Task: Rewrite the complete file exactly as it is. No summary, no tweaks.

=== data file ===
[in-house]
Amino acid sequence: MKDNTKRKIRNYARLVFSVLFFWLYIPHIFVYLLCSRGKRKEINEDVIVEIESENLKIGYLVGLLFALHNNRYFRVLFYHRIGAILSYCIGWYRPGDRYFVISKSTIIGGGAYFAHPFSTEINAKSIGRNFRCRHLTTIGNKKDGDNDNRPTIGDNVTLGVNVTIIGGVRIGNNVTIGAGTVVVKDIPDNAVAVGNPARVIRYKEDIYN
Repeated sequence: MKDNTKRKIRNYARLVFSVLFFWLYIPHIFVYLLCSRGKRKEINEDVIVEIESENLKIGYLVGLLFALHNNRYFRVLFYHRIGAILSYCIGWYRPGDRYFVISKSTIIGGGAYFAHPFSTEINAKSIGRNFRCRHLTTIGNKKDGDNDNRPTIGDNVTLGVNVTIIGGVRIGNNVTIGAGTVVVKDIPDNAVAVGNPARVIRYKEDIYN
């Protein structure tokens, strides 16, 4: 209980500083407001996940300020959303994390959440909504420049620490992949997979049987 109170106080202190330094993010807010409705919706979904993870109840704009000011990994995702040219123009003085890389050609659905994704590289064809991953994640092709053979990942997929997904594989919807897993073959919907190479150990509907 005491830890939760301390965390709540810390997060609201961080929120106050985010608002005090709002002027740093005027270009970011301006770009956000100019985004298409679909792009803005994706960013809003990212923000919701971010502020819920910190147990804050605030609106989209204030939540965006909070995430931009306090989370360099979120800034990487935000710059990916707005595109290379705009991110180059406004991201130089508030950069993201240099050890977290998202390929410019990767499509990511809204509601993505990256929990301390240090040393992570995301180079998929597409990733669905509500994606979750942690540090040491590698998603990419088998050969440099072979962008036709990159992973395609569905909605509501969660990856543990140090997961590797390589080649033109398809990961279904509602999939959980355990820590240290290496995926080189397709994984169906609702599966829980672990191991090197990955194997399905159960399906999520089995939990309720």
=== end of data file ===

[in-house]
Amino acid sequence: MKDNTKRKIRNYARLVFSVLFFWLYIPHIFVYLLCSRGKRKEINEDVIVEIESENLKIGYLVGLLFALHNNRYFRVLFYHRIGAILSYCIGWYRPGDRYFVISKSTIIGGGAYFAHPFSTEINAKSIGRNFRCRHLTTIGNKKDGDNDNRPTIGDNVTLGVNVTIIGGVRIGNNVTIGAGTVVVKDIPDNAVAVGNPARVIRYKEDIYN
Repeated sequence: MKDNTKRKIRNYARLVFSVLFFWLYIPHIFVYLLCSRGKRKEINEDVIVEIESENLKIGYLVGLLFALHNNRYFRVLFYHRIGAILSYCIGWYRPGDRYFVISKSTIIGGGAYFAHPFSTEINAKSIGRNFRCRHLTTIGNKKDGDNDNRPTIGDNVTLGVNVTIIGGVRIGNNVTIGAGTVVVKDIPDNAVAVGNPARVIRYKEDIYN
């Protein structure tokens, strides 16, 4: 209980500083407001996940300020959303994390959440909504420049620490992949997979049987 109170106080202190330094993010807010409705919706979904993870109840704009000011990994995702040219123009003085890389050609659905994704590289064809991953994640092709053979990942997929997904594989919807897993073959919907190479150990509907 005491830890939760301390965390709540810390997060609201961080929120106050985010608002005090709002002027740093005027270009970011301006770009956000100019985004298409679909792009803005994706960013809003990212923000919701971010502020819920910190147990804050605030609106989209204030939540965006909070995430931009306090989370360099979120800034990487935000710059990916707005595109290379705009991110180059406004991201130089508030950069993201240099050890977290998202390929410019990767499509990511809204509601993505990256929990301390240090040393992570995301180079998929597409990733669905509500994606979750942690540090040491590698998603990419088998050969440099072979962008036709990159992973395609569905909605509501969660990856543990140090997961590797390589080649033109398809990961279904509602999939959980355990820590240290290496995926080189397709994984169906609702599966829980672990191991090197990955194997399905159960399906999520089995939990309720």